World Rural Health Conference Comes to New Mexico
Just to be clear, WONCA does not refer to the owner of a chocolate factory.
In fact, it’s an acronym formed from the first five initials of the World Organization of National Colleges, Academies and Academic Associations of General Practitioners/Family Physicians (aka the World Organization of Family Doctors).
And later this week, WONCA will stage its 2019 World Rural Health Conference in Albuquerque in partnership with the National Rural Health Association and the UNM Department of Family & Community Medicine.
The conference, which runs from October 12-15, has already signed up 600 participants from around the world, says David Rakel, MD, UNM’s chair of Family & Community Medicine.
“I think this is the first time in eight or nine years that it’s back in the United States,” he says. More than a year of planning has gone into preparing for the event.
The conference, based at the Albuquerque Convention Center, will include keynote speeches from luminaries like NASA physician Eric Antonsen, who will speak about the "Rural Clinician for Mars" and his experiences practicing medicine in isolation and extreme circumstances, and a live session with experts across the globe showcasing UNM’s Project ECHO telemedicine platform.
There will also be practical workshops on dealing with obstetrical emergencies, point-of-care ultrasound and emergency stabilization, IUD placement and joint injection, cryotherapy, skin biopsy and dermoscopy, Rakel says.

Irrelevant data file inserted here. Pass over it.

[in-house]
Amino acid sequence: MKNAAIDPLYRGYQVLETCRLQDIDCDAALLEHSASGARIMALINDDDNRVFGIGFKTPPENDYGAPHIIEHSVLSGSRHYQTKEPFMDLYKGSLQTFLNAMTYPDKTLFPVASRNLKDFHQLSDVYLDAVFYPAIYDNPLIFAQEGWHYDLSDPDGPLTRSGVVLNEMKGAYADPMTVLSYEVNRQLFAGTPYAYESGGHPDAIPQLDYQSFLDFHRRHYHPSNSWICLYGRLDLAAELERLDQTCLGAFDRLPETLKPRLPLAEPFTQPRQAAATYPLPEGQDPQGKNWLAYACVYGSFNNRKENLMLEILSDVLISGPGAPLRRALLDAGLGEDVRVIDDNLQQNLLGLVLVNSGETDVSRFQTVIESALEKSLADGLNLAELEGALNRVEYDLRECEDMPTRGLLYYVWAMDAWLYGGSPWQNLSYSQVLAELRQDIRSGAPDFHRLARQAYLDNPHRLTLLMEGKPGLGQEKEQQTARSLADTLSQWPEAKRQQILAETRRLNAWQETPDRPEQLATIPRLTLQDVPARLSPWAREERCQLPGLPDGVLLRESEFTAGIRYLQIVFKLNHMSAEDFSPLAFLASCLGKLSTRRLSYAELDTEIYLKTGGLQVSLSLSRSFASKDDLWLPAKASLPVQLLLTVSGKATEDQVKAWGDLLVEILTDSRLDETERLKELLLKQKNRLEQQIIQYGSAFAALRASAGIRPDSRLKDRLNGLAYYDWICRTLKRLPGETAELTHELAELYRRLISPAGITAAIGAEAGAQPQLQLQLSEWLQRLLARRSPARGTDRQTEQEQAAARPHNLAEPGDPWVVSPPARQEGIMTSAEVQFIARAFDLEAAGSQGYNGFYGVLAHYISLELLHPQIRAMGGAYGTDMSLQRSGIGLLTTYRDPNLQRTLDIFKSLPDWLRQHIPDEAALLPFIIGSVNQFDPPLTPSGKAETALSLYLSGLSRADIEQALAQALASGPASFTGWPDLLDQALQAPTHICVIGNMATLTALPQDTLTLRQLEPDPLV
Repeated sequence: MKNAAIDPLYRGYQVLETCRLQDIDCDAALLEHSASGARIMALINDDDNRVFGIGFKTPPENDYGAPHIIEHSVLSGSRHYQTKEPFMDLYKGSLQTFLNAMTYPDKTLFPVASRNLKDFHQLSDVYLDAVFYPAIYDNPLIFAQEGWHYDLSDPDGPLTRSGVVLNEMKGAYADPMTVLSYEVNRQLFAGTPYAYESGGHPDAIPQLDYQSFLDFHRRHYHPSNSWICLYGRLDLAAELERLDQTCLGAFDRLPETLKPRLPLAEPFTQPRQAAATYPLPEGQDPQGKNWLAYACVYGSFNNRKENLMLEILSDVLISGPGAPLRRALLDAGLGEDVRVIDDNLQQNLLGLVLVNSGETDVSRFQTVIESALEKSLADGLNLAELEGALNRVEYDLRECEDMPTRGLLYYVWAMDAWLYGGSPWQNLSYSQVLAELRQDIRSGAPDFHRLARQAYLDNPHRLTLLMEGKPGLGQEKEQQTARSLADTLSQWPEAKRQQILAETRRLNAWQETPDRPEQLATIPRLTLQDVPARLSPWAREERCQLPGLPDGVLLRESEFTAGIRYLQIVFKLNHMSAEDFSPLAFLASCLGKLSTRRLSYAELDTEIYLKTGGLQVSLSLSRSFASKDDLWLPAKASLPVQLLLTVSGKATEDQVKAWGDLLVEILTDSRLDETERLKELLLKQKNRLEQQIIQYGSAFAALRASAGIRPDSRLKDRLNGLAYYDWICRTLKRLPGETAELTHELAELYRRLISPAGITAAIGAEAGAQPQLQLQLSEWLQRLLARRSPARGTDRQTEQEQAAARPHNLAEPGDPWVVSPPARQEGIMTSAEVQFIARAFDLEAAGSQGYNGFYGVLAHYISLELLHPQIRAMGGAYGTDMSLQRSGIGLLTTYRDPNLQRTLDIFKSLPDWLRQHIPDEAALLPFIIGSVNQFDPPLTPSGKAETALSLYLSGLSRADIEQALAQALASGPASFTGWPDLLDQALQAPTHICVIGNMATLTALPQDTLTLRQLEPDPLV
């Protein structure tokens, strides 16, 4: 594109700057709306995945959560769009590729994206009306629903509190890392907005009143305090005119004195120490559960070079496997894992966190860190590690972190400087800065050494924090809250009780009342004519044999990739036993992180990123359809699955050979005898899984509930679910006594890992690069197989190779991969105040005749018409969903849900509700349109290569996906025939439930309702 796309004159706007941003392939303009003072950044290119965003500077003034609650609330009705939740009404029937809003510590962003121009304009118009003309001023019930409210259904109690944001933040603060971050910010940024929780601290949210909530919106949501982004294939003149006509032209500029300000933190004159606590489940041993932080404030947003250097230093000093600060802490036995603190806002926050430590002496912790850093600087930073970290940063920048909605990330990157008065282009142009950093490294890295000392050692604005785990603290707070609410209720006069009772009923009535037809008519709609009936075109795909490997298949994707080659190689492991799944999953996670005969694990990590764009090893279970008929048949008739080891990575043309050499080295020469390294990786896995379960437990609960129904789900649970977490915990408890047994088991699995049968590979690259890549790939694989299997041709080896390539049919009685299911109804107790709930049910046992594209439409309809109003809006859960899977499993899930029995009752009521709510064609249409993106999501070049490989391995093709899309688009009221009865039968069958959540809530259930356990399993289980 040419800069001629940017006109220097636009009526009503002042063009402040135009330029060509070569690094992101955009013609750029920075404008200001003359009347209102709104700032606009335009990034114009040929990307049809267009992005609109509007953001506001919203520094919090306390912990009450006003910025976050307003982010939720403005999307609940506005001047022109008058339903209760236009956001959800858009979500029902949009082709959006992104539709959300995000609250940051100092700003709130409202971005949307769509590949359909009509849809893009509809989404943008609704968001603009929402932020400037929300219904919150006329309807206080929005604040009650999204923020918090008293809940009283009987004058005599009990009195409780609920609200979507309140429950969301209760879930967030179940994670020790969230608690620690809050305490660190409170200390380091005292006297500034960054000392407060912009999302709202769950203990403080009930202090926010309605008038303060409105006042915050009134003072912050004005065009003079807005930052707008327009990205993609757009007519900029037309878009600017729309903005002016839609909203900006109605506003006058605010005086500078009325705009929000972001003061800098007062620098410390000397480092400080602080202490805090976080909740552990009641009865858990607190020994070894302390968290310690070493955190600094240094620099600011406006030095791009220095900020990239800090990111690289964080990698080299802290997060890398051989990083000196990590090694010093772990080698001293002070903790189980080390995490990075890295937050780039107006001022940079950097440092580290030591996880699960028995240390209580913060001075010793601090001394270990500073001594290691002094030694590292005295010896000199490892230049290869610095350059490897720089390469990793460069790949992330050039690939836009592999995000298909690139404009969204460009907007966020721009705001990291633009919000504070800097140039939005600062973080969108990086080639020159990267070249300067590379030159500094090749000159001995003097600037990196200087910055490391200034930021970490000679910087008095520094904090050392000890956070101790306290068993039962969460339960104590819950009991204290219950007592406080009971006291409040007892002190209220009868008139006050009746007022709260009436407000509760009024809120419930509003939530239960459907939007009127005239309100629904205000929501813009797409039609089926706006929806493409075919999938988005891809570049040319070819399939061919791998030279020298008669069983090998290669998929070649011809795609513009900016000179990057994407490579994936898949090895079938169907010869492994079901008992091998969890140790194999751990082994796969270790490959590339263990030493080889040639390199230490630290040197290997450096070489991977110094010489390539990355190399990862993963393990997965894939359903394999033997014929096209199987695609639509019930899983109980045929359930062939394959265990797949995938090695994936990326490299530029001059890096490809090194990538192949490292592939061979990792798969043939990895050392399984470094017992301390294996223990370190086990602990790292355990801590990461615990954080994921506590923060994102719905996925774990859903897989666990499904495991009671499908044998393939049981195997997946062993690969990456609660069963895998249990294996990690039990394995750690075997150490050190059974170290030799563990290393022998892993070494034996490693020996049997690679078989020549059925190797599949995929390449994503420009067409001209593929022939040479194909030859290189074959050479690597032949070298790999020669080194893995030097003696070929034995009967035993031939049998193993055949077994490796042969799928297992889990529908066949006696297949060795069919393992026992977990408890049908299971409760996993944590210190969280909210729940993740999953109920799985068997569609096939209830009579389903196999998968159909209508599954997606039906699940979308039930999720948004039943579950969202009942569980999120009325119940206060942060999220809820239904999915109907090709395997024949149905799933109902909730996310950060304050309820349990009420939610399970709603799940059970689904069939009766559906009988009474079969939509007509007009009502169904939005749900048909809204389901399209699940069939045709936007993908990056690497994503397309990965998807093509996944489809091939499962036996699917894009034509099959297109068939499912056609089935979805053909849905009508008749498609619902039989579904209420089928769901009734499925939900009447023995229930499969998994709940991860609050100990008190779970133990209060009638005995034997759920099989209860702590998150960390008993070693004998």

The conference will feature field visits around New Mexico, including the Albuquerque Opportunity Center, Heading Home project and Albuquerque Healthcare for the Homeless, Acoma Sky City, the South Valley Commons and the Southeast Heights Center for Family & Community Health, Rakel says.
“We wanted to get people out into our community and our cultures to give them a sense of what New Mexico is like,” Rakel says. The conference is set to kick off during the second weekend of the Albuquerque International Balloon Fiesta and will also afford the visitors a chance to see a mass ascension.
Conference themes include the challenges of nursing in rural health settings and improving the health of island communities, Rakel says.
UNM faculty members and learnersuerque will play a prominent role at the conference. Sanjeev Arora, MD, Project ECHO founder and director, will deliver a keynote, and Jaron Kee, a first-year family medicine resident, will lead recitation of the Declaration of Geneva in Navajo.
The conference will also feature a screening of “The Providers,” an award-winning public television documentary that followed three Northern New Mexico health care providers over the course of several years as they grappled with the unique health concerns of rural communities. The documentary prominently features Matthew Probst, a graduate of UNM’s physician assistant program and medical director of the El Centro Family Health network of community clinics.
The screening will be followed by a Q&A discussion that is open to the community, Rakel says.